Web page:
I continue my foray back into the world of the Hitchhiker’s Guide with the second in the series. It’s good! But really isn’t as good as the first, which is not at all what I remember from when I read this in high school.
The plot line with the impossible engine is straight up still one of the most original, creative things I’ve ever read. The concert they nearly died at was absolutely spectacular. The way they sacrificed Marvin without a second thought made me strangely, or maybe suitably melancholy. I wonder how many people truly believe they’re progressive, right up until they have 2 minutes to teleport out of a ship that’s going to dive into a sun and someone has to stay back and operate it. Suddenly it’s very easy to say that sure, that person is a person, but they’re not AS MUCH a person as you and therefore they should stay behind. Arther literally said nothing. What the hell, my dude? I really appreciate how much when you even scrape a little of the surface, these books have these beautiful moments of insight. Not all “light entertainment” is made equal.
All that said, it was a weaker book than I remember it being. I wish Trillian had more to do. Even though she was hardly in the first one, she’s somehow in even less of this one, even though she’s there for a lot of the major plot points. The jokes are a little staler. We have yet more jokes about how environmentalists are pretty much entirely right, and that no one will listen to them and we’ll all die, and maybe we’re a little close to that consequence for me to really find it all that amusing anymore. The dialogue isn’t quite as punchy as it was in the first book. Some scenes really overstayed their welcome and jokes that overstayed theirs.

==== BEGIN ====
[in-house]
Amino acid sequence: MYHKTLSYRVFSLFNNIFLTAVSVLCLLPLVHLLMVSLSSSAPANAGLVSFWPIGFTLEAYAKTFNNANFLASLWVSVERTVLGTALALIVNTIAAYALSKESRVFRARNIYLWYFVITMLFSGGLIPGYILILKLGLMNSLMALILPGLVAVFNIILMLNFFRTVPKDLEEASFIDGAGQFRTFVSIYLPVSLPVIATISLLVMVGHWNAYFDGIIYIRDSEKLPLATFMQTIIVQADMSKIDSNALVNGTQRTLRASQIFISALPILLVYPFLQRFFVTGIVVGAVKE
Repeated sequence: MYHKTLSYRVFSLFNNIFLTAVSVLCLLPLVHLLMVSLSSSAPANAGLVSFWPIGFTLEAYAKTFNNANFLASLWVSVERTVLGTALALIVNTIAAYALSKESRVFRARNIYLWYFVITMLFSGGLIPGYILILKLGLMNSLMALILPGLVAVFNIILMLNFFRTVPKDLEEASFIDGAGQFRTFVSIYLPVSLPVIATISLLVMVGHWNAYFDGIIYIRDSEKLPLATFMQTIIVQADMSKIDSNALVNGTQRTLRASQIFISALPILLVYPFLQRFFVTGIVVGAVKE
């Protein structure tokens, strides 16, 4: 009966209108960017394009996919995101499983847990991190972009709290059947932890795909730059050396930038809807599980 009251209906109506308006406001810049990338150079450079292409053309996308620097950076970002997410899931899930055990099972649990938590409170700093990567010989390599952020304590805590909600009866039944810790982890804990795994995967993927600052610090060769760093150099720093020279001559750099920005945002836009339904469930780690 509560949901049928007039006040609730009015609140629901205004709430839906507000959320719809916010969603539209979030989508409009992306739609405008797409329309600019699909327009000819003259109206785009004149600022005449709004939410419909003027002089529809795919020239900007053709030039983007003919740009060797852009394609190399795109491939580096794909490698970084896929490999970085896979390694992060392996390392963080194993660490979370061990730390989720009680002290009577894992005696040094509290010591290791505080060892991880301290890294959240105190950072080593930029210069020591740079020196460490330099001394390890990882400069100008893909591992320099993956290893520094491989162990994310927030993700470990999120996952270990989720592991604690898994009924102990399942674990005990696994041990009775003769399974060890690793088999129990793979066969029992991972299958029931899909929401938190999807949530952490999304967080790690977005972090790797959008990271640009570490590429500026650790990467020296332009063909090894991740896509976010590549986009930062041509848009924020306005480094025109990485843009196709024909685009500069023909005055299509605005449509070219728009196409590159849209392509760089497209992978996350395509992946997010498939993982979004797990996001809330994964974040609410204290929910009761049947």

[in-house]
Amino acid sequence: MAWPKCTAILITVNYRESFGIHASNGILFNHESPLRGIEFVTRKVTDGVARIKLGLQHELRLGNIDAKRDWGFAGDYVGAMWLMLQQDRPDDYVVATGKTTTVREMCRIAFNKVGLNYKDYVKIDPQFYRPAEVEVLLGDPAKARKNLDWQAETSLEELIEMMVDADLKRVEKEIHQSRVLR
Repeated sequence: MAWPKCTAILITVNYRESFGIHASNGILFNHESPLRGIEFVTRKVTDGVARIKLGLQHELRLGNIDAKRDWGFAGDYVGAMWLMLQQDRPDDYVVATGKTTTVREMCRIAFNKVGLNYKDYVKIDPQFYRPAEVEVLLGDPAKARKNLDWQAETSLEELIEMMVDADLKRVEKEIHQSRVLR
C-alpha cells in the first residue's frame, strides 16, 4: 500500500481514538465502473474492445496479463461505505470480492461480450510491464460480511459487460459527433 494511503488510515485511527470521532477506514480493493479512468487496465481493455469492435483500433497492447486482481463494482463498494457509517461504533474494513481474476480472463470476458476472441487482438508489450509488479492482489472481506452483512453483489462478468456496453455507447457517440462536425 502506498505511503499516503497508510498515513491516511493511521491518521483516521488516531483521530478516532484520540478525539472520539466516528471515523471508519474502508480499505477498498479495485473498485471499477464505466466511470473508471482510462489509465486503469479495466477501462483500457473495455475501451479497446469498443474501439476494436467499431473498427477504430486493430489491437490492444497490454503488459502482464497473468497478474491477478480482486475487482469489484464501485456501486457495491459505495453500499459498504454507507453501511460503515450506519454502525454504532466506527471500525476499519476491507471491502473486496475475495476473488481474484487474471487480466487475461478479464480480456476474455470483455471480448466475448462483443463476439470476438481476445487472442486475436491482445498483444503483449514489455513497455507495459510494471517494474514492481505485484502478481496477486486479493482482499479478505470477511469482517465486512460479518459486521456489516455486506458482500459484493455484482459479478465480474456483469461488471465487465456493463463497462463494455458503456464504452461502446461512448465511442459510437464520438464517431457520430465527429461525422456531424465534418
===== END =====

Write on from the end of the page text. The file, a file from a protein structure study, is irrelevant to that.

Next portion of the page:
Maybe part of the issue was that it was an audiobook, and that really depends on liking the narrator. I think these books in particular are so suited to the audiobook genre and I’m glad they have readers that really commit. But man, I really missed Stephen Fry. This one was read by Martin Freeman, which makes perfect sense since he’s literally Arther Dent and make no mistake, the man committed. He did a great job. It just didn’t quite work for me with Freeman’s naturally earnest voice. I longed for Fry’s bone dry tone somehow dripping with sarcasm. At least to me, it matched the book more accurately.
I gotta say though, I’m very relieved these are still enjoyable.